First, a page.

Joe Alterman – Georgia Sunset
Georgia Sunset, pianist Joe Alterman’s album self-released last May, focuses its attention of what you might want to call minor jazz classics. Sure there is an obligatory glance or two at some hoary standards like the opening trio exploration of “Blue Moon” and the guest appearance of saxophonist Houston Person on “For Once in My Life” and “Moonlight Becomes You.”
Still, it is in tunes like Errol Garner’s “Other Voices,” Johnny Mercer’s “This Time the Dream’s on Me” and Cedar Walton’s gorgeous “I’ll Let You Know” that the real spirit of the album makes itself felt, great pieces from back catalogs that don’t always get to see the light of day as often as one would like. Person, who produced the album, also joins in for a bluesy romp through his own “Snake Eyes” and a toe-tapping look at “The Theme,” a tune penned by Alterman along with Les McCann. The album closes with – talk about the unexpected – an elegant solo treatment of the Bee Gees’ “How Deep is Your Love.”
Alterman is an accomplished pianist with a lyrical touch. Working with Gregory Hutchinson on drums and Reuben Rogers on acoustic bass, he has put together a set with more than its share of magic.
Dave Wilson Quartet – There Was Never
Saxophonist Dave Wilson’s foursome features Bobby Avey on piano, Tony Marino on acoustic bass, and Alex Ritz on drums on his November 2015 release, There Was Never. Wilson leads the ensemble through a varied nine-song set highlighting six original pieces, two rock tunes, and one classic standard.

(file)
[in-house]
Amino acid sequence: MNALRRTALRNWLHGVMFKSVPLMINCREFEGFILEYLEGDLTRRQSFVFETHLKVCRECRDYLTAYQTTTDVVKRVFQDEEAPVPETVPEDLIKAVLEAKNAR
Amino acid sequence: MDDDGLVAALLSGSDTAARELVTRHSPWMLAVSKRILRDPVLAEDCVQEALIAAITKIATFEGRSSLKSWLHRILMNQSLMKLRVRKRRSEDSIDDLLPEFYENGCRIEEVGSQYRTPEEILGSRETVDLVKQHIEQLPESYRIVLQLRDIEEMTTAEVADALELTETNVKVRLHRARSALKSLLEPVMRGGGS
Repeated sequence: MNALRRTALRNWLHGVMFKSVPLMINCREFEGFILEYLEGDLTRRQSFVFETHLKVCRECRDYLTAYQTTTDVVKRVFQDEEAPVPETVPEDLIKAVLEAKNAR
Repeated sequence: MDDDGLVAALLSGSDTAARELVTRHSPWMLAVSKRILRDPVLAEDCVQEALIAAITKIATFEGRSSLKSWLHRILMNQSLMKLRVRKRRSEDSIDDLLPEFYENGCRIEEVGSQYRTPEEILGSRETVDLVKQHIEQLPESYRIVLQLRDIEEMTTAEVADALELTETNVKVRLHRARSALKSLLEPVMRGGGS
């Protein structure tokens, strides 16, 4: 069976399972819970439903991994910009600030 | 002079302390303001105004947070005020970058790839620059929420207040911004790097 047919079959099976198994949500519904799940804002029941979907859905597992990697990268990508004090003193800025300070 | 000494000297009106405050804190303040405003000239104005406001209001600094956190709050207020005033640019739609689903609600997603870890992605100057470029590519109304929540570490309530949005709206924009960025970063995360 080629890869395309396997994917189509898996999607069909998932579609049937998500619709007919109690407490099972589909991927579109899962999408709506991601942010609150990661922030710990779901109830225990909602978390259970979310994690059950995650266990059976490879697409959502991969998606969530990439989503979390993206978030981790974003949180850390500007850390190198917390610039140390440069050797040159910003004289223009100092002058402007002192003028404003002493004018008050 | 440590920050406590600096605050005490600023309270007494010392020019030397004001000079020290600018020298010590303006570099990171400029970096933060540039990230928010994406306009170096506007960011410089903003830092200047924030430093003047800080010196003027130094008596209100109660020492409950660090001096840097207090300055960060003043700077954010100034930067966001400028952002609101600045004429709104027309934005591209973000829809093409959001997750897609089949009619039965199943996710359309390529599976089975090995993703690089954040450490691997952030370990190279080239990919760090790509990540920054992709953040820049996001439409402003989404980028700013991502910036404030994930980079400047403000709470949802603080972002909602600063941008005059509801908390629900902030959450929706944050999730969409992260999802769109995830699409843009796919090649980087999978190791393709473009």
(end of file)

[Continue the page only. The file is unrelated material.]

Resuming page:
The title tune based on the standard “There Will Never Be Another You,” is an arrangement that introduces the set’s varied palate as it moves from Afro-Cuban rhythms to funk, to swing, and back to the Latin vibe. “Smooth Sailing” is a spiced calypso feel, while “Master Plan” and the album’s closer “On the Prairie” are free jazz explorations.
Wilson plays soprano sax on “Cassidy,” The Grateful Dead stalwart, and does a lyrical treatment of Brian Wilson’s “God Only Knows.” His tenor work on Gershwin’s “Summertime” is effectively intense, as is Avey’s on piano. All in all, There Was Never is an album with a lot to discover.
Clare Fischer – Out of the Blue
Although pianist/composer Clare Fischer died in 2012, his son Brent has been doing his best to honor his father’s musical legacy. In 2014 there were two wonderful big band albums – After the Rain and Music for Strings, Percussion and the Rest – and then in September of 2015 there came Out of the Blue, a collection of previously unheard recordings of the pianist playing solo and in a variety of small ensembles.
It is a celebration of his exceptional talent, one that showcases his original material like “Love’s Walk,” “Starbright,” and “49 (Larry Ford);” pays homage to his role in bringing Brazilian music to the States with “Amor em Paz,” and concludes with a medley of “Carnaval/A Felicidade/Samba de Orfeu” and jazz standards like “Two for the Road,” “Squatty Roo,” and “Nuages.”
Out of the Blue is a testament to Fischer and his prowess at the keyboard, and from Brent Fischer’s liner notes there is more to come.